Tuesday, June 24, 2014

Chicken days...

It's a hard post to write about romantically, and pictures just aren't suitable, but this is a blog about our life and we do live on a farm. So since it's summer, we are in the midst of, shall we say-priming the domestic fowl to transform into exquisite dining finery.

Kaleb has been working non stop from the wee hours of morn until long past the sun has set. This is our first year to ever do the actual processing ourselves and with our own equipment, so definitely a big deal. Strangely enough, the kids love it.  They are great helpers, where as I'm still a bit squeamish.

We have raised broilers before, but always for other farms. In previous years we have raised them in large chicken tractors, that we move twice a day everyday, giving them a chance to scratch and peck. This year, since we were trying it ourselves, we explored a different route. Feeling as though the tractors were a good step to being healthier and better for the birds, but still not quite what we had envisioned. So with this batch, Kaleb built a nice brooder for them, that they used in their early weeks and then using net electric fencing to keep them safe, we put them out to pasture, rotating paddocks everyday. It was so nice to see them out in the fresh air, doing their thing.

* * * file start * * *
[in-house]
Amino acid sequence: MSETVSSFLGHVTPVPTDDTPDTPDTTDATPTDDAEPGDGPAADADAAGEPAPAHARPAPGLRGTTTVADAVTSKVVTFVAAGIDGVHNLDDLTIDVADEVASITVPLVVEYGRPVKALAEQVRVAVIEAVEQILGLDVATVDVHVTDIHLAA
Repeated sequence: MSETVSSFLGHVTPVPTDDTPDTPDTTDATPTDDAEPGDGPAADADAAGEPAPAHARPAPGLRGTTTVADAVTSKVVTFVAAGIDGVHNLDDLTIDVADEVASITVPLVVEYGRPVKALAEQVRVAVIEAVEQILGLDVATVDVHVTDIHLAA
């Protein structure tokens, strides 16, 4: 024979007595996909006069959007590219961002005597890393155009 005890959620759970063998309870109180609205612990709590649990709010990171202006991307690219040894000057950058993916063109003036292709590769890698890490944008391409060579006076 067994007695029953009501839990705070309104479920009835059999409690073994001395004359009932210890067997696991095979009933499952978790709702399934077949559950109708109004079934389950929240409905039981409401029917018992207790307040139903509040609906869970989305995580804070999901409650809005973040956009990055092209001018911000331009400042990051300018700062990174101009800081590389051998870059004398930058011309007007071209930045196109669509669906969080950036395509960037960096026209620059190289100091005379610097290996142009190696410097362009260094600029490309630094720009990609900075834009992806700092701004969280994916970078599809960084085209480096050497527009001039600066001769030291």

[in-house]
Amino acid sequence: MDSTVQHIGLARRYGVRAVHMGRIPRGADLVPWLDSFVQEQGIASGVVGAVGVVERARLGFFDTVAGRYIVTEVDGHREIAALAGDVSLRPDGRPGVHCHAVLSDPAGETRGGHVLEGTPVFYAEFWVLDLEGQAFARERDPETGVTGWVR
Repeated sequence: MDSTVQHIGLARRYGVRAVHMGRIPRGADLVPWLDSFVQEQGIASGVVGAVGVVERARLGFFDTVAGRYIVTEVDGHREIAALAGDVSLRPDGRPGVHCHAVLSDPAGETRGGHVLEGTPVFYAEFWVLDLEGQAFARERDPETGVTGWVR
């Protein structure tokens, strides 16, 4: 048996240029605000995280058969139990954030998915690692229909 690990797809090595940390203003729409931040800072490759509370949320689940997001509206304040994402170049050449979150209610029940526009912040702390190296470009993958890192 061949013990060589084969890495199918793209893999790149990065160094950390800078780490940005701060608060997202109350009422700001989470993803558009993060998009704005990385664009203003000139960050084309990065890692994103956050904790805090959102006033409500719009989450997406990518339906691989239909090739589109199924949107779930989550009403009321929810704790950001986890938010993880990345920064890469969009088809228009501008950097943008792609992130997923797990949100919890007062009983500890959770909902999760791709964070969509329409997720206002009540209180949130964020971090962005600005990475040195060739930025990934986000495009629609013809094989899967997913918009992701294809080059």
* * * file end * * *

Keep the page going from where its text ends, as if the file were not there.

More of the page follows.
We def came across quite a few kinks in our plan. We felt like we had to change things up daily as we learned what worked and what didn't. This was a big learning opportunity, as all of our farming ventures have been.  Maybe the biggest lesson of all is that we don't like raising meat chickens on a larger scale. It doesn't fit with our goals for our farm or our family. This fall we will try once more in smaller batches, and see if we find the joy again. One of the most fascinating aspects of starting this farm has been learning new tactics. Farming is sort of dying out, many who have been raised their whole lives farming, grow up and don't want to do it themselves. They see that its a lot of work, and doesn't always have a big pay out. What's exciting, is that a whole new generation is coming in, trying new things and different ways to be true to the land, with less input and hopefully more output. Plus, there is more of a demand for good organic food, that has been raised humanely. It's slowly changing, going back to that romance for the land and the animals. 

I love being involved though, trying it out, exploring different avenues. Knowing where our food comes from and how it was raised is a nice feeling. I like having a hand in what I eat, and knowing I'm feeding myself and the littles something good. I like that the kids understand that we are trying to give our animals the best possible and in return they will benefit and strengthen our bodies. And honestly, I like when they see us struggle. I hope they will see that we keep trying and learning, and trying again.

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